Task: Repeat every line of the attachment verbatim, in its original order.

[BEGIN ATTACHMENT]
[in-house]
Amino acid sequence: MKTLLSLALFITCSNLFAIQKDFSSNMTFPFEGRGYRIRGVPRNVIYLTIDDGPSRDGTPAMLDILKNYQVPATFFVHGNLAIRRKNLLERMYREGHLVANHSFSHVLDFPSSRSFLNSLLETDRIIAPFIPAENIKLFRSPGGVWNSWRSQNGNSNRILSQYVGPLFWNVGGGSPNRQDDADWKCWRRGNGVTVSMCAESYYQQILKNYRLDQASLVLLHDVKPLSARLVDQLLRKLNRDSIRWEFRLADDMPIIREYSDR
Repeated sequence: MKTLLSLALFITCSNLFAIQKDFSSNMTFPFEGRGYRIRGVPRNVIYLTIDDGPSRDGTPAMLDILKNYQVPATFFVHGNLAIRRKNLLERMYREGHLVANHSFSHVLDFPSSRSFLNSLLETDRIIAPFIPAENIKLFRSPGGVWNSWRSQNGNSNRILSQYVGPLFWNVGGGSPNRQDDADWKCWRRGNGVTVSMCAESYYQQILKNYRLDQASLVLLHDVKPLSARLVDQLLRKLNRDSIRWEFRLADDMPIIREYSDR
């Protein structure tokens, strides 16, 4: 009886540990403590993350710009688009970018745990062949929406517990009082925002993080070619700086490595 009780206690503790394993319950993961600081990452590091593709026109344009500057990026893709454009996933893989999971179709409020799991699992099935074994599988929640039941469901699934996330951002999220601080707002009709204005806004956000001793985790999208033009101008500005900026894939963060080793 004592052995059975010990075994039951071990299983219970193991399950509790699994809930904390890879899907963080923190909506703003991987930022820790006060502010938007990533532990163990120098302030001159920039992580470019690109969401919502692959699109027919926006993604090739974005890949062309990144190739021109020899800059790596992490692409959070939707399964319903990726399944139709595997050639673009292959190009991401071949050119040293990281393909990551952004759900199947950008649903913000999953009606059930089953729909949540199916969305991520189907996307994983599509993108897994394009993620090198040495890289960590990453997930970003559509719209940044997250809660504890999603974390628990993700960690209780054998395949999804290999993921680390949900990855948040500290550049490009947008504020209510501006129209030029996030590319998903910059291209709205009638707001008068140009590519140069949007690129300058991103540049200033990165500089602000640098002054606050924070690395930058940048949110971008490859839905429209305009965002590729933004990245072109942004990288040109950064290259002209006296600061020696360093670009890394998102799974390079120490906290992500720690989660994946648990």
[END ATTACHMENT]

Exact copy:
[in-house]
Amino acid sequence: MKTLLSLALFITCSNLFAIQKDFSSNMTFPFEGRGYRIRGVPRNVIYLTIDDGPSRDGTPAMLDILKNYQVPATFFVHGNLAIRRKNLLERMYREGHLVANHSFSHVLDFPSSRSFLNSLLETDRIIAPFIPAENIKLFRSPGGVWNSWRSQNGNSNRILSQYVGPLFWNVGGGSPNRQDDADWKCWRRGNGVTVSMCAESYYQQILKNYRLDQASLVLLHDVKPLSARLVDQLLRKLNRDSIRWEFRLADDMPIIREYSDR
Repeated sequence: MKTLLSLALFITCSNLFAIQKDFSSNMTFPFEGRGYRIRGVPRNVIYLTIDDGPSRDGTPAMLDILKNYQVPATFFVHGNLAIRRKNLLERMYREGHLVANHSFSHVLDFPSSRSFLNSLLETDRIIAPFIPAENIKLFRSPGGVWNSWRSQNGNSNRILSQYVGPLFWNVGGGSPNRQDDADWKCWRRGNGVTVSMCAESYYQQILKNYRLDQASLVLLHDVKPLSARLVDQLLRKLNRDSIRWEFRLADDMPIIREYSDR
């Protein structure tokens, strides 16, 4: 009886540990403590993350710009688009970018745990062949929406517990009082925002993080070619700086490595 009780206690503790394993319950993961600081990452590091593709026109344009500057990026893709454009996933893989999971179709409020799991699992099935074994599988929640039941469901699934996330951002999220601080707002009709204005806004956000001793985790999208033009101008500005900026894939963060080793 004592052995059975010990075994039951071990299983219970193991399950509790699994809930904390890879899907963080923190909506703003991987930022820790006060502010938007990533532990163990120098302030001159920039992580470019690109969401919502692959699109027919926006993604090739974005890949062309990144190739021109020899800059790596992490692409959070939707399964319903990726399944139709595997050639673009292959190009991401071949050119040293990281393909990551952004759900199947950008649903913000999953009606059930089953729909949540199916969305991520189907996307994983599509993108897994394009993620090198040495890289960590990453997930970003559509719209940044997250809660504890999603974390628990993700960690209780054998395949999804290999993921680390949900990855948040500290550049490009947008504020209510501006129209030029996030590319998903910059291209709205009638707001008068140009590519140069949007690129300058991103540049200033990165500089602000640098002054606050924070690395930058940048949110971008490859839905429209305009965002590729933004990245072109942004990288040109950064290259002209006296600061020696360093670009890394998102799974390079120490906290992500720690989660994946648990």